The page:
People like Joyce have been hammering the nails in the coffin of nuclear for climate by their successful co-opting of Conservative politics – ie commerce and industry – into opposing and obstructing action on climate. Or Commerce and industry co-opted the likes of Joyce to the same purpose; they’re in it together. They’ve been committed to undermining the depth of community concern that is an essential ingredient for community support for this ‘most serious’ of responses to climate change – a depth of commitment that far exceeds that for any essential clean energy transformation by any means.

    It’s not been strength of opposition to nuclear that keeps nuclear in it’s hole, it’s the weakness of support due to the diversion of the most influential support for it into the least cost, bargain basement option of not fixing the climate problem at all. End the climate science denial and nuclear might have actual advocates in the LNP rather than the fossil fuel fake advocates of nuclear they currently have. The thing is nuclear needed that back when renewables being cheaper than coal or gas was no more than an overly optimistic hope, not after they crossed the essential parity with coal price point. Now it’s not just the most difficult and unpopular option, it’s the most expensive one.

    The end of the clean energy obstructionism will see support for nuclear on the Right become real but it will also spill over into support for renewables. Renewables will start to get the kind of cross partisan backing they always needed but have never gotten to be implemented effectively at the large scales needed and they will leave nuclear stuck in the hole it’s climate action opposing ‘friends’ on the Conservative Right helped put it in.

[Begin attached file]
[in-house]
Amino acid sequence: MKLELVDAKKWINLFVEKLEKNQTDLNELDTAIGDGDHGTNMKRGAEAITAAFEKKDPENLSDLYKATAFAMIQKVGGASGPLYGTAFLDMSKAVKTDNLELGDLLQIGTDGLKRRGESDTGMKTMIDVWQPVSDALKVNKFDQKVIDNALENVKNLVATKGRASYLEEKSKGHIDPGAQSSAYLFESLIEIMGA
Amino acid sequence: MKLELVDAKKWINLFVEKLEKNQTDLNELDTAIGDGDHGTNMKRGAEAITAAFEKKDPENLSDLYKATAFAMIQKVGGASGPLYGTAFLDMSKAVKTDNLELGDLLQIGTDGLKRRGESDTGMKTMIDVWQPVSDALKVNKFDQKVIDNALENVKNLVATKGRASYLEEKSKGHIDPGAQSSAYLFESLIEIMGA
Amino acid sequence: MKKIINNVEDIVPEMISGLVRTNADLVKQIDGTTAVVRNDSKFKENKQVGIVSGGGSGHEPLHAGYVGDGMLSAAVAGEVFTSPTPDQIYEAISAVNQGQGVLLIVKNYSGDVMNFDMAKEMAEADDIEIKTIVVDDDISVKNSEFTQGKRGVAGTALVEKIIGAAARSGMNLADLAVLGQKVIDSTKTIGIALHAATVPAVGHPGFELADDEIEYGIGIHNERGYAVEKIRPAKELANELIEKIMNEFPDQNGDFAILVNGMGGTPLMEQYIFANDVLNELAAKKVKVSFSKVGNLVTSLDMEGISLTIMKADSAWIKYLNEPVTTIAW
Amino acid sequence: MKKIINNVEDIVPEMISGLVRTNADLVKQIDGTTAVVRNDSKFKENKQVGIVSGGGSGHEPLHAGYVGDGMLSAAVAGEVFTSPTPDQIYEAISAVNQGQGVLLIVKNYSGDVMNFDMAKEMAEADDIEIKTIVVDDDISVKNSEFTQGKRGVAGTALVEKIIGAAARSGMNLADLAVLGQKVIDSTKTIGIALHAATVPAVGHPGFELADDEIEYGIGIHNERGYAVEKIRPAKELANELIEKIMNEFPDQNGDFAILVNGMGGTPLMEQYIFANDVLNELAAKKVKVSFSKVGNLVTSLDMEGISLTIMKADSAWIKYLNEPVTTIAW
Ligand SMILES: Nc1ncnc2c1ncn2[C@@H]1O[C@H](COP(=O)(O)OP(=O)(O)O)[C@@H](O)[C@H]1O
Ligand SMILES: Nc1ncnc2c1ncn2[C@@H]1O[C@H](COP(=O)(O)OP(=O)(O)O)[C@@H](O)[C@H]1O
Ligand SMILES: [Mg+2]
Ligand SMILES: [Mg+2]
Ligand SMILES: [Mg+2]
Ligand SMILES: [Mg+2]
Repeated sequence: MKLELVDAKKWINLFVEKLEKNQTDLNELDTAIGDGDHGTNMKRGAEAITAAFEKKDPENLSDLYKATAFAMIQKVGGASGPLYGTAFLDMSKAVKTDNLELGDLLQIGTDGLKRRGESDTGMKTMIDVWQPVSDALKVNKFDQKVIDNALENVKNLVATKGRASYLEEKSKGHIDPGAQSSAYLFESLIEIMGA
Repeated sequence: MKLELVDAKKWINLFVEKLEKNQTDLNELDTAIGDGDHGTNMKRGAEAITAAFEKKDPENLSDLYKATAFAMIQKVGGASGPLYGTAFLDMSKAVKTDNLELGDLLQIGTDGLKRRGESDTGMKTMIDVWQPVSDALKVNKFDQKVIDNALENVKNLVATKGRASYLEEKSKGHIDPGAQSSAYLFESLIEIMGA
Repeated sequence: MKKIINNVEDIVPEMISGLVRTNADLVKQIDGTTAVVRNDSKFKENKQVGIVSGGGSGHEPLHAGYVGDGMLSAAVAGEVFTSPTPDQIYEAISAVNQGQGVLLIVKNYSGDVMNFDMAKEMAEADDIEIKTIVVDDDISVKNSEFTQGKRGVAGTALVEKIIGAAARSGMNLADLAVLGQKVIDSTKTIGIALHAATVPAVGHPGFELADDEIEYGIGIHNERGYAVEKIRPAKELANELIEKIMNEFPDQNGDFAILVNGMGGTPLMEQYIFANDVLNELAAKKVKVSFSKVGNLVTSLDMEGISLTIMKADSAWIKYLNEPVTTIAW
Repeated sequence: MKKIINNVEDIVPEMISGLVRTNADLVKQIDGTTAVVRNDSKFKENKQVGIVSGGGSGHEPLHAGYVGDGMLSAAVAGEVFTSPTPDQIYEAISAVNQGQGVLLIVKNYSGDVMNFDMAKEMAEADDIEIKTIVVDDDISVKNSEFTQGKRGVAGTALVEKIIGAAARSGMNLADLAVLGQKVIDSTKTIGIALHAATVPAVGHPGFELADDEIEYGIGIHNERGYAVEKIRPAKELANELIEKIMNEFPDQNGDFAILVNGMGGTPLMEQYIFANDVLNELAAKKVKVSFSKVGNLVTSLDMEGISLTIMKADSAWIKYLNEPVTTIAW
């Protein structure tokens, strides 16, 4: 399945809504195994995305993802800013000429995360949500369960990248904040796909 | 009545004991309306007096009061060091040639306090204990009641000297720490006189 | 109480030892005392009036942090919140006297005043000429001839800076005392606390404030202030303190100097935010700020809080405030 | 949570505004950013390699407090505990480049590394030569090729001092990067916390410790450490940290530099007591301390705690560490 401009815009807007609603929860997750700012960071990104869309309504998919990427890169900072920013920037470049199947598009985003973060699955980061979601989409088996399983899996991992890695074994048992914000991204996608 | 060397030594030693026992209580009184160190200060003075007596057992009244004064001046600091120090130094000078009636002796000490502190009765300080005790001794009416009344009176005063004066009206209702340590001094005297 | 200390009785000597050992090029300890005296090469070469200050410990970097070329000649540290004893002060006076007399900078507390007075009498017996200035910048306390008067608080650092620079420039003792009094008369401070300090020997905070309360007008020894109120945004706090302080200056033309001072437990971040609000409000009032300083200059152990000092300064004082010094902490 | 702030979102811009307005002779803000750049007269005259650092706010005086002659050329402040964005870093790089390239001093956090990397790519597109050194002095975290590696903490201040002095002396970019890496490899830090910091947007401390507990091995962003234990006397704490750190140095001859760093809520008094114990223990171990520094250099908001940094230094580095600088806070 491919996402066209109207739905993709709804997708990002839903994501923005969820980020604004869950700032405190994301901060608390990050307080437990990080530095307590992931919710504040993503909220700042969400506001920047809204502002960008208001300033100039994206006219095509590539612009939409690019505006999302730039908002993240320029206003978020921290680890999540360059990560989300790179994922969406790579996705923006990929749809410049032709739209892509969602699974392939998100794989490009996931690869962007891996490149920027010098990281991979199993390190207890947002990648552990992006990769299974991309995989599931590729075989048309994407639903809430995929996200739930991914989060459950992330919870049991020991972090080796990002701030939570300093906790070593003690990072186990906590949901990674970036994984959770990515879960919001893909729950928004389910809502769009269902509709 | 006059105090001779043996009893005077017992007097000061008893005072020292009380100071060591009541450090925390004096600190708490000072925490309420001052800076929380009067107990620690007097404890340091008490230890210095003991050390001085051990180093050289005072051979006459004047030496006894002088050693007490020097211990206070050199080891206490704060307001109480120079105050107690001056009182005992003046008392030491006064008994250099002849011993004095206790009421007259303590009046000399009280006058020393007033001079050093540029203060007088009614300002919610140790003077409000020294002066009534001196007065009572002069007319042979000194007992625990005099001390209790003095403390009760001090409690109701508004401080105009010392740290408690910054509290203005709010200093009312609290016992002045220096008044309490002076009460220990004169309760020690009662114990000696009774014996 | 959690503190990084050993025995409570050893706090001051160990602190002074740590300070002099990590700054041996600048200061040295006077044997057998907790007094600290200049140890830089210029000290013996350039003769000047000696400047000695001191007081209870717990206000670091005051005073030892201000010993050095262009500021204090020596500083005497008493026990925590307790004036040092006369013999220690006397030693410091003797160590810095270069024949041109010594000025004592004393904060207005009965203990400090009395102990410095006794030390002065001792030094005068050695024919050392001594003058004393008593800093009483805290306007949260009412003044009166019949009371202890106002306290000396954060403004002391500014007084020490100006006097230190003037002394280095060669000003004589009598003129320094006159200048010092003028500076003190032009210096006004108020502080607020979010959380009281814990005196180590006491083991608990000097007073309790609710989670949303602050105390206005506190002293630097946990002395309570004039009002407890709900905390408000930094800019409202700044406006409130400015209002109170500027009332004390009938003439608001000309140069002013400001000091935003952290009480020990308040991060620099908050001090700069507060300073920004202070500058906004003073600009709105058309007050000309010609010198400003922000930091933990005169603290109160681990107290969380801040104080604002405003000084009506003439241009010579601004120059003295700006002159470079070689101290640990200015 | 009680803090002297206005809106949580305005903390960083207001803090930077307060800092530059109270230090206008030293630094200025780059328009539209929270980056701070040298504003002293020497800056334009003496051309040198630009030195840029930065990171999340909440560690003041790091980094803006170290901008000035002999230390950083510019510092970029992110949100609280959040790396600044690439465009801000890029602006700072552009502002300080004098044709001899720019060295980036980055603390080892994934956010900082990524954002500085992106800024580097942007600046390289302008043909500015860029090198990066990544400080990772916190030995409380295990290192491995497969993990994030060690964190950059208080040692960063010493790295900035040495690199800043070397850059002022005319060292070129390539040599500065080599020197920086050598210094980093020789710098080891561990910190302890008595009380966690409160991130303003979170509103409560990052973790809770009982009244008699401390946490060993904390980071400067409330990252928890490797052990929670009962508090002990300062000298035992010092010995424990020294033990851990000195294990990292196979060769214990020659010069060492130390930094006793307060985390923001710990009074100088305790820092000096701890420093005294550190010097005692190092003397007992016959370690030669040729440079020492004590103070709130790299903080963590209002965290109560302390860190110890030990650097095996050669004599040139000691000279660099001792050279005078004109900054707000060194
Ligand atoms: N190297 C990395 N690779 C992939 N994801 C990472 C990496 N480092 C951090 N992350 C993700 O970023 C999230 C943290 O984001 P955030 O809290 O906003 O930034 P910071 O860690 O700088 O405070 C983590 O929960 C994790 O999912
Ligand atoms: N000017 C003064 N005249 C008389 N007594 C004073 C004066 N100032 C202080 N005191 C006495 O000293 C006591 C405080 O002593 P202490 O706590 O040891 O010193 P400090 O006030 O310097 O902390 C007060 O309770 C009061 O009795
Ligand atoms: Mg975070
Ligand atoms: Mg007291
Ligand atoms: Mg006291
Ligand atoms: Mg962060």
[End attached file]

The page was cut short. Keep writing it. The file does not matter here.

12. Thucydides 4 years ago

    Nuclear power generation is not only financially dubious, it is inherently dangerous say scientists:

  13. Leigh Ryan 4 years ago

    Let’s not misunderstand what is really going on here, either our politicians are corrupt or corruptible, they clearly push the line favoured by their party donors, so why do why attack and denounce our politicians when the truly corrupt, anti-Australian, profit driven at any cost individuals are the party donors we need to clearly identify who they are and what they stand for, we need to encourage every Australian not to support those individuals or the companies they own or administer, we need Australians to refuse to work for them and we need those few politicians who want to remain in politics to present legislation before the parliament to properly tax and enforce taxation upon companies whose business endangers the future health of the nation, we need legislation that makes these industries and their shareholders fully accountable for the damage they have done and will do all in the name of profit and we need some serious investment in a cleaner healthier more vibrant country than we currently have, our youth is listening, our youth is acting and our youth are our future leaders it’s time for their parents and grandparents to stand beside them and support their endeavors to create a better world than the one we have foisted upon them.

  14. tokenpom 4 years ago

    Two words for you to Google, Barnaby “Hinckley Point”

    Not even the combined financial clout of the British and Chinese Governments, along with the French National Generator, EDF, can afford that Nuclear Plant !

  15. Suburbable 4 years ago

    The current crop of politicians will be the ‘legends’ that we look back and laugh at in the future – Turnbull, Joyce and their even more legendary predecessors, Abbott, Hockey et al.

    The problem could be that their laughable shenanigans could make that future considerably more uncomfortable.